It’s that time of year again — Christmas. Time to crack open A Christmas Carol to reread the classic of Scrooge and his ghostly visitations. It amuses me that a writer can be so closely associated with Christmas (what a compliment!), and it goes beyond A Christmas Carol. There’s the little decorative houses that make up “Dickens Villages,” and when carolers come to mind, they’re always decked out in clothes from the era of Dickens. And the label always has “Dickens” in it somehow. He’s not any writer. His name has practically become a label synonymous with the term “Victorian,” making him a writer of regal proportions. Nevertheless, as to why Christmas has a tendency to conjure 19th century images in the mind, I cannot say, but it intrigues me. I’m sure Dickens has something to do with it.
I regret to say that there was a time when I couldn’t stomach Dickens. In high school I was “taught” Great Expectations by a teacher who didn’t think too highly of Dickens and perpetually apologized for putting the class through such boring torture and mocked his style, etc., thus depriving my mind (or shall I say the minds of my classmates as well) of openness and rendering me immune to the possibility of liking the literature. She wired my mind to scorn Dickens before I opened the book. And, looking back on that glum freshman year that is mostly a blur of forgetfulness, it’s about the only thing she taught me, and even that foolish notion has since been defenestrated.
I don’t scorn Dickens anymore, but I do scorn the fact that I was infected with such an unjust prejudice against a truly great writer. I resent that my vision was clouded and that several years of enjoying something worthwhile were blotted out of my life because of (a) my young blindness and impressionability and (b) her.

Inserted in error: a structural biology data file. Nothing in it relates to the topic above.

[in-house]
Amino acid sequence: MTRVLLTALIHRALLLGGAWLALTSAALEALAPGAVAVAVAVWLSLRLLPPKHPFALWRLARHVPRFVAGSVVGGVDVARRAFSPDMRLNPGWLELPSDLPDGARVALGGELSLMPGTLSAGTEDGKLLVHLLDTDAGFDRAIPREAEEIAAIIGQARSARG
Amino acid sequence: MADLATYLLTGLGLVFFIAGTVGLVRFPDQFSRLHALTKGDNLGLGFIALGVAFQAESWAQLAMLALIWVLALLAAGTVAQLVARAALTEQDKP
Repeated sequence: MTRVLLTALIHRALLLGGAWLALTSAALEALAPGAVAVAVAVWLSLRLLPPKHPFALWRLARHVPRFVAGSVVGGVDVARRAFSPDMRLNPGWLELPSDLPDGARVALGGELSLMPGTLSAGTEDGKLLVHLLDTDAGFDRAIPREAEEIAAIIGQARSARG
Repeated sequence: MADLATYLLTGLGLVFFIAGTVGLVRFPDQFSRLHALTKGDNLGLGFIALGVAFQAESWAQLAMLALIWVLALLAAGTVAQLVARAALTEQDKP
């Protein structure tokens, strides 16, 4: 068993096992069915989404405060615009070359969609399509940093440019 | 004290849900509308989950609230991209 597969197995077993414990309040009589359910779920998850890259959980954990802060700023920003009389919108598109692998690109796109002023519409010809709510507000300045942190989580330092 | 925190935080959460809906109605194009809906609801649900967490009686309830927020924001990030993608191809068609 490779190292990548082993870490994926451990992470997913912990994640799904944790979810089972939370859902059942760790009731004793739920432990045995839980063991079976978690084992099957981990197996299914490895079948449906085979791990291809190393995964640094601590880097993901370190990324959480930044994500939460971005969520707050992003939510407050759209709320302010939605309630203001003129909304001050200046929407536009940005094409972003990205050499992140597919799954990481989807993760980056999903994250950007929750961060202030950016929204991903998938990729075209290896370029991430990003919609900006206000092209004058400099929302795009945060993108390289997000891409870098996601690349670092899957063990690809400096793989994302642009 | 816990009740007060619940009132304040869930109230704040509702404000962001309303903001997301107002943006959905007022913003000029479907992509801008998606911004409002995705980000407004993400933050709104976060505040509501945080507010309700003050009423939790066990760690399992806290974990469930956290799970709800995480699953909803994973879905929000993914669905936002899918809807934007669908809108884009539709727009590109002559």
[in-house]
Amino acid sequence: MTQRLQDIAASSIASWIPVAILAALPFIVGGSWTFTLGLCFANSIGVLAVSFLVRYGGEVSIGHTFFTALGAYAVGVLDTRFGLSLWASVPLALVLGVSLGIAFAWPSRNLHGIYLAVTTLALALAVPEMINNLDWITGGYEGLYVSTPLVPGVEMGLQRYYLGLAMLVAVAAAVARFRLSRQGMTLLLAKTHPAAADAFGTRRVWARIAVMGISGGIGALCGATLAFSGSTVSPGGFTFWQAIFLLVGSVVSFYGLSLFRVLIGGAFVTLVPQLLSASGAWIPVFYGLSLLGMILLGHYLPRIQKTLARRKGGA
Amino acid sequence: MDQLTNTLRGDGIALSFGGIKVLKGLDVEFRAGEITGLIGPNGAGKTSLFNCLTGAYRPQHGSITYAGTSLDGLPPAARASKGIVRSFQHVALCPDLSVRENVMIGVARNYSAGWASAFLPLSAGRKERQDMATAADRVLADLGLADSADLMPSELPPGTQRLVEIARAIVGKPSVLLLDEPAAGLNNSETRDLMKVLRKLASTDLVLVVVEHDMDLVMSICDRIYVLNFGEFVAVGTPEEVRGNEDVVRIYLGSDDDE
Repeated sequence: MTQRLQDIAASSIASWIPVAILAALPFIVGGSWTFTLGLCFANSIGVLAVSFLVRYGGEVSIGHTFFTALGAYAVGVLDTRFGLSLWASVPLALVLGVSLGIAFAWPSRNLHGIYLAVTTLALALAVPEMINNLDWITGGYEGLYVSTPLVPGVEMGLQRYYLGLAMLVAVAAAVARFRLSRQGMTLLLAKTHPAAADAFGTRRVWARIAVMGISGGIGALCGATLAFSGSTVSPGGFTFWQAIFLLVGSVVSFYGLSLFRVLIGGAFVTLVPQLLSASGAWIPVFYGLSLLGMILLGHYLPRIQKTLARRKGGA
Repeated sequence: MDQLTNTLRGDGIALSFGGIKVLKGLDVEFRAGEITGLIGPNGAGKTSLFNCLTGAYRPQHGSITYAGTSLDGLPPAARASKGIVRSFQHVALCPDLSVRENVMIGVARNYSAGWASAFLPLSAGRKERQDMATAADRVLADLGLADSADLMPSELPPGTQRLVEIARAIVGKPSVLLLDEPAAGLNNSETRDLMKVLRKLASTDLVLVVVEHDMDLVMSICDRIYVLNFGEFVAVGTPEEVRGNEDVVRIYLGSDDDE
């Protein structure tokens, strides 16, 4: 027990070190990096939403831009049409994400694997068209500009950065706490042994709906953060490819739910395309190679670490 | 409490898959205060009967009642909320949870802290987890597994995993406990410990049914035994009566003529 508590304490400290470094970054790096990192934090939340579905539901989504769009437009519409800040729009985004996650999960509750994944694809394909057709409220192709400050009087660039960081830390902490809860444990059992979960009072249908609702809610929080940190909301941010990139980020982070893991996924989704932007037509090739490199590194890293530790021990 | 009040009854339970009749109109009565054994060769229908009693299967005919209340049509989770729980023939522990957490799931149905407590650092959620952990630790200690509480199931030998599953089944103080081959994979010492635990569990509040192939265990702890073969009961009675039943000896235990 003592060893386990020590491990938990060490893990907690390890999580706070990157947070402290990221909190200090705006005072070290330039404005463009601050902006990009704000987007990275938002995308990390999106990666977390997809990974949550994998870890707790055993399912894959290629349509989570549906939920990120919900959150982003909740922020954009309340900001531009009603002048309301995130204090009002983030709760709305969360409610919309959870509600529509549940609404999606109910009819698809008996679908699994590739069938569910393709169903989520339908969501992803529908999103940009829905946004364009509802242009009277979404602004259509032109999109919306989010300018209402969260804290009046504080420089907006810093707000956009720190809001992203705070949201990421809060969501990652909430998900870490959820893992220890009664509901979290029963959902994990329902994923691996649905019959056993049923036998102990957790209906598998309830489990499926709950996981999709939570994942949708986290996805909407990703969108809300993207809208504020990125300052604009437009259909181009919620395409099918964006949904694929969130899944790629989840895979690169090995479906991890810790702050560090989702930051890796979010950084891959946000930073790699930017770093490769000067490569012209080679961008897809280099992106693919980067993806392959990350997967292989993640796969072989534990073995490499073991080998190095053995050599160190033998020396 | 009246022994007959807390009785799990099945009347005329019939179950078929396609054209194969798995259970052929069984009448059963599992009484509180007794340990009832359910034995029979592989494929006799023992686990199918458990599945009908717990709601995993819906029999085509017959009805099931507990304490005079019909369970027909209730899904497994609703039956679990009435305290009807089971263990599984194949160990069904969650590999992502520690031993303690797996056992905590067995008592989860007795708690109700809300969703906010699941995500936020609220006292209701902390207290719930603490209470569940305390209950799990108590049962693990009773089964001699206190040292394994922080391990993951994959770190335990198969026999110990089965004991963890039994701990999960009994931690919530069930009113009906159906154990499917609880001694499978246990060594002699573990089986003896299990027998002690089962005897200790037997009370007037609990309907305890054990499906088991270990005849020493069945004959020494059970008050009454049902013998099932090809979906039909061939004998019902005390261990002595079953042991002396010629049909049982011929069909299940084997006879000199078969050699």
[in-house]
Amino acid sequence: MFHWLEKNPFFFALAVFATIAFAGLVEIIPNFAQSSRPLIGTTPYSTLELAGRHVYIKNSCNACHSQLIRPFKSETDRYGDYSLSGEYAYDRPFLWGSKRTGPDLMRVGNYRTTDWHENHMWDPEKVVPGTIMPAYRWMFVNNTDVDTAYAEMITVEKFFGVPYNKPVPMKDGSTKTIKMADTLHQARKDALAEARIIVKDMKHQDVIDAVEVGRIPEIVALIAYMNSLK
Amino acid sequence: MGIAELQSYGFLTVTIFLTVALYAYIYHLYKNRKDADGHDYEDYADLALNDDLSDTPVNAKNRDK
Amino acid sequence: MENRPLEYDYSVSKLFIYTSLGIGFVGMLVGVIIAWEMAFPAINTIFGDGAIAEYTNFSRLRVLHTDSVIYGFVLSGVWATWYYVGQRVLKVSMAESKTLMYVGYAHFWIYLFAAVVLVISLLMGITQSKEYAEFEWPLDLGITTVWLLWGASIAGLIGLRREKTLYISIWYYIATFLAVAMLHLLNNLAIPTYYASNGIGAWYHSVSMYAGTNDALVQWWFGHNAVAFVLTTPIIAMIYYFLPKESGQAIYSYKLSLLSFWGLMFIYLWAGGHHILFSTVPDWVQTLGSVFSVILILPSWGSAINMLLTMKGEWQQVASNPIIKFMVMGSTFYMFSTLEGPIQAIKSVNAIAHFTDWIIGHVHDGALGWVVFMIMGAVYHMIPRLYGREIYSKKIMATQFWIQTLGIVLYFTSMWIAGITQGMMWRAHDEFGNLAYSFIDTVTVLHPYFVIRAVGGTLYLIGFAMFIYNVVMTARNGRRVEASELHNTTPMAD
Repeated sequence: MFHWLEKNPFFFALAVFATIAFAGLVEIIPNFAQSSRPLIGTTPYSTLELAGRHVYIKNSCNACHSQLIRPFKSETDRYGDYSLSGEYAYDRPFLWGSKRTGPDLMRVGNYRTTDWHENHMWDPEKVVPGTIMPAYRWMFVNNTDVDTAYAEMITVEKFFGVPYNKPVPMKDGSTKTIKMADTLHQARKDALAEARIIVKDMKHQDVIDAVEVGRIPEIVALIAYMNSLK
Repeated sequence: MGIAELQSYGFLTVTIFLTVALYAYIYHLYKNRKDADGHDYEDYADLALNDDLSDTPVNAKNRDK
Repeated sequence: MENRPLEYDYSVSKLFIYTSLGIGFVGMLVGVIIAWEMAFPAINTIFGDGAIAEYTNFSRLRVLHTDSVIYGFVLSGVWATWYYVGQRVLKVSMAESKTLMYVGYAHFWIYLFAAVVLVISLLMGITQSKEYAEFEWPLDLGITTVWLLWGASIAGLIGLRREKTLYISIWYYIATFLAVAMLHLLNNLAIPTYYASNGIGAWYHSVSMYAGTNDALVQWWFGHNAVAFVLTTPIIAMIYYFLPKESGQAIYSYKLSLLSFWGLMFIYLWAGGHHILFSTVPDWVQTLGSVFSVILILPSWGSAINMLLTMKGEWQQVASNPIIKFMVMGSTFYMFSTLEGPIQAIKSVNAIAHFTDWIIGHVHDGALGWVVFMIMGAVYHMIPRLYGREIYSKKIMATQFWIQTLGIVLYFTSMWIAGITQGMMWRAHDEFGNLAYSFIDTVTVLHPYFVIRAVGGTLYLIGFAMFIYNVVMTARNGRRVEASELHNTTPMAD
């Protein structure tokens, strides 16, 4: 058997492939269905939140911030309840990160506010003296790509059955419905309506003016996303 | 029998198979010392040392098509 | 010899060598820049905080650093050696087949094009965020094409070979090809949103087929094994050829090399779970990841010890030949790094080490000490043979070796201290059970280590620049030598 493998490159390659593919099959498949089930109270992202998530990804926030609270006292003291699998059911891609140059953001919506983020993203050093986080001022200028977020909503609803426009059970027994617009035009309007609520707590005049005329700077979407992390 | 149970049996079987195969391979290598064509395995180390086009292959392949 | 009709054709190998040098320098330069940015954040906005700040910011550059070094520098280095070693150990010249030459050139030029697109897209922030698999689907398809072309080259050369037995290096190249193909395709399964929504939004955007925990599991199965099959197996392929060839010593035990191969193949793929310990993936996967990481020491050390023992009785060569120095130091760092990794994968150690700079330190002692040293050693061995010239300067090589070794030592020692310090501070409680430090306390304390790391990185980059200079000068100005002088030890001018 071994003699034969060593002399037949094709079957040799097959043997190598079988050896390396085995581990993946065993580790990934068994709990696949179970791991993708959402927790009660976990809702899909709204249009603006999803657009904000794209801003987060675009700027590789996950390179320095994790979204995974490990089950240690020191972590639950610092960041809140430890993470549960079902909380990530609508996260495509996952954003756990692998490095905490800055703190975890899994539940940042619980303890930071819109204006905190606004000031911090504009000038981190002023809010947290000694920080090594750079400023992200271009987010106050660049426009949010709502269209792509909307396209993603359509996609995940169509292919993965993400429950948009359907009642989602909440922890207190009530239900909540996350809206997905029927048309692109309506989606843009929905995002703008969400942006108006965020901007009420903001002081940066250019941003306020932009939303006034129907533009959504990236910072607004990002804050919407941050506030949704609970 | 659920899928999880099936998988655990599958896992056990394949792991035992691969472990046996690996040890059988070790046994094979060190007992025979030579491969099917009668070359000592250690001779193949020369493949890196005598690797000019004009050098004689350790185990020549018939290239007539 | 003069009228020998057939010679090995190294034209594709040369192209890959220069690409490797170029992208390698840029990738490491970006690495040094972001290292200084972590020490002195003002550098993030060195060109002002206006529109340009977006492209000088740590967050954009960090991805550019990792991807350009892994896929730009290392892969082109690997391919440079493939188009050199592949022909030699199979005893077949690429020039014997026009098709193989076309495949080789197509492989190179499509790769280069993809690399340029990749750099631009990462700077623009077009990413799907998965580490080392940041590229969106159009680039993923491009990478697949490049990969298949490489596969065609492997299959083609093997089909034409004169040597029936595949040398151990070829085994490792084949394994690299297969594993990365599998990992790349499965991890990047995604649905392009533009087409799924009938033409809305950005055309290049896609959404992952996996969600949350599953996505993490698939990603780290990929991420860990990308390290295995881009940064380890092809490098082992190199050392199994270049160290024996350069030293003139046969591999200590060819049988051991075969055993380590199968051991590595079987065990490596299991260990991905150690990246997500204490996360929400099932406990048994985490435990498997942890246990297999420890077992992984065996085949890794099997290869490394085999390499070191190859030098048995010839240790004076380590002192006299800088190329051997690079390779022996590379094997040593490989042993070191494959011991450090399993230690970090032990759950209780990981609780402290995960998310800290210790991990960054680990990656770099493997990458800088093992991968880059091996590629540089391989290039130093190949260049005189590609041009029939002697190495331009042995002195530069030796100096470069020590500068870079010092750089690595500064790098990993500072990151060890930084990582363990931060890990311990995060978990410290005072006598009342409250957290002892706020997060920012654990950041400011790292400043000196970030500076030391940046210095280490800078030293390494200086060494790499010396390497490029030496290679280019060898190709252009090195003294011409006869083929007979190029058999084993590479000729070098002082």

I was subjected to Great Expectations for the second time in college. I dreaded it. And then I started to read it. I actually enjoyed it. Thoroughly. In fact, I found it difficult to put down. I’m grateful for that second instance of Dickens being required reading, for it never would have been done of my own accord — not with my prejudice.
Thus the prejudice was done away with. Though somewhat late, I have come to appreciate Dickens, or, as I now enjoy calling him, Boz.
Speaking of Boz, Dickens is undeniably the king of silly names. (I’m referring to his characters, not his pseudonym, though that’s a bit unusual, too.) Only Dickens could come up with names like Mealy Potatoes, Traddles, Pip, and Buzfuz (and perhaps only he could get away with it and still be taken seriously). But what a great way to name characters without worrying about taking someone else’s real-life-name, and with made-up names, there’s an infinite supply. Not that I partake in this practice, though part of me would like to. The only trouble is devising the names in the first place.
And then there are the artists’ renditions of Dickens. For the most part, he is depicted with great respect. And I’m entertained by the fact that he is often depicted with his characters (and sometimes even as his characters). The following picture is a favorite:
HOW IDYLLIC! — to just sit back, close the eyes, and have all the characters interact with clear vision in one’s brain. And we don’t even need pictures like this to cause one to ponder what went on in that active mind of his, considering his large literary output. When contemplating his writing, was it this idealized image? Or was he a slave swimming through a sea of papers with ink splattered all over his hands? Judging by his handwriting, I’d have to go with the latter assumption.
But no one sees that side of it. We see the illegible manuscripts and the finished products. Not the labor. Not the thought process. It’s unknown. Hence the fantasizing of the artists. Hence the fantasizing of many people.
Huzzah for Boz!
And here’s wishing everyone a merry, jolly, healthy Christmas and New Year.